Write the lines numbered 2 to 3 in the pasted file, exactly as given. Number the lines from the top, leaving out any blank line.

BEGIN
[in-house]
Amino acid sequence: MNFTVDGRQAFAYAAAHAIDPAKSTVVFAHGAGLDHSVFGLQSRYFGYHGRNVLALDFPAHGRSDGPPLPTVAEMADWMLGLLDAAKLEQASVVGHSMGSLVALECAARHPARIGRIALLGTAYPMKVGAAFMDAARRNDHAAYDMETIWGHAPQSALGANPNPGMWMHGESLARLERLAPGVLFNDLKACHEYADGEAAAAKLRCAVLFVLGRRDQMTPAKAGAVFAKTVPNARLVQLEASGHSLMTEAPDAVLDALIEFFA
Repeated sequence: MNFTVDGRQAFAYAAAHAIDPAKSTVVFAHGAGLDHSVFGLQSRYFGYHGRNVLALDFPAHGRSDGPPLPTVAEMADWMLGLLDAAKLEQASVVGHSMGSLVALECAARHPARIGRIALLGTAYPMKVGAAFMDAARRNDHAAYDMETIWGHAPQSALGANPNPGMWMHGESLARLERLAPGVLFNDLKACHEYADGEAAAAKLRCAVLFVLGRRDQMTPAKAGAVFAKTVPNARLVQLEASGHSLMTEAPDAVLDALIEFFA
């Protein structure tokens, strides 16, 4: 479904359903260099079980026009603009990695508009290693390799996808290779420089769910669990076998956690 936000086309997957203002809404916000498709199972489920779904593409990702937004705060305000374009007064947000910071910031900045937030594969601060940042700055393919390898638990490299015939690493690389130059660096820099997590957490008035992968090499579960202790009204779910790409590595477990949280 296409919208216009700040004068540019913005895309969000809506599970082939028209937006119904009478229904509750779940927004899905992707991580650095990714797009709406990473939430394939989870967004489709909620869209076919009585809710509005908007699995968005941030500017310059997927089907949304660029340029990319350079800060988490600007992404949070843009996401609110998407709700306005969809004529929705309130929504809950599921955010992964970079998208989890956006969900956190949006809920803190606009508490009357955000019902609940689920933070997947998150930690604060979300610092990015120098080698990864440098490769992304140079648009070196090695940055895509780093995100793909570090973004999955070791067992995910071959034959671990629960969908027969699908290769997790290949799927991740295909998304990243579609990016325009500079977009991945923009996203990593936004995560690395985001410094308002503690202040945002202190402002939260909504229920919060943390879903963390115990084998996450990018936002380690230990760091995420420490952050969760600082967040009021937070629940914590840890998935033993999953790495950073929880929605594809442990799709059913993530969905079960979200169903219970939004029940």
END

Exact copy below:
Amino acid sequence: MNFTVDGRQAFAYAAAHAIDPAKSTVVFAHGAGLDHSVFGLQSRYFGYHGRNVLALDFPAHGRSDGPPLPTVAEMADWMLGLLDAAKLEQASVVGHSMGSLVALECAARHPARIGRIALLGTAYPMKVGAAFMDAARRNDHAAYDMETIWGHAPQSALGANPNPGMWMHGESLARLERLAPGVLFNDLKACHEYADGEAAAAKLRCAVLFVLGRRDQMTPAKAGAVFAKTVPNARLVQLEASGHSLMTEAPDAVLDALIEFFA
Repeated sequence: MNFTVDGRQAFAYAAAHAIDPAKSTVVFAHGAGLDHSVFGLQSRYFGYHGRNVLALDFPAHGRSDGPPLPTVAEMADWMLGLLDAAKLEQASVVGHSMGSLVALECAARHPARIGRIALLGTAYPMKVGAAFMDAARRNDHAAYDMETIWGHAPQSALGANPNPGMWMHGESLARLERLAPGVLFNDLKACHEYADGEAAAAKLRCAVLFVLGRRDQMTPAKAGAVFAKTVPNARLVQLEASGHSLMTEAPDAVLDALIEFFA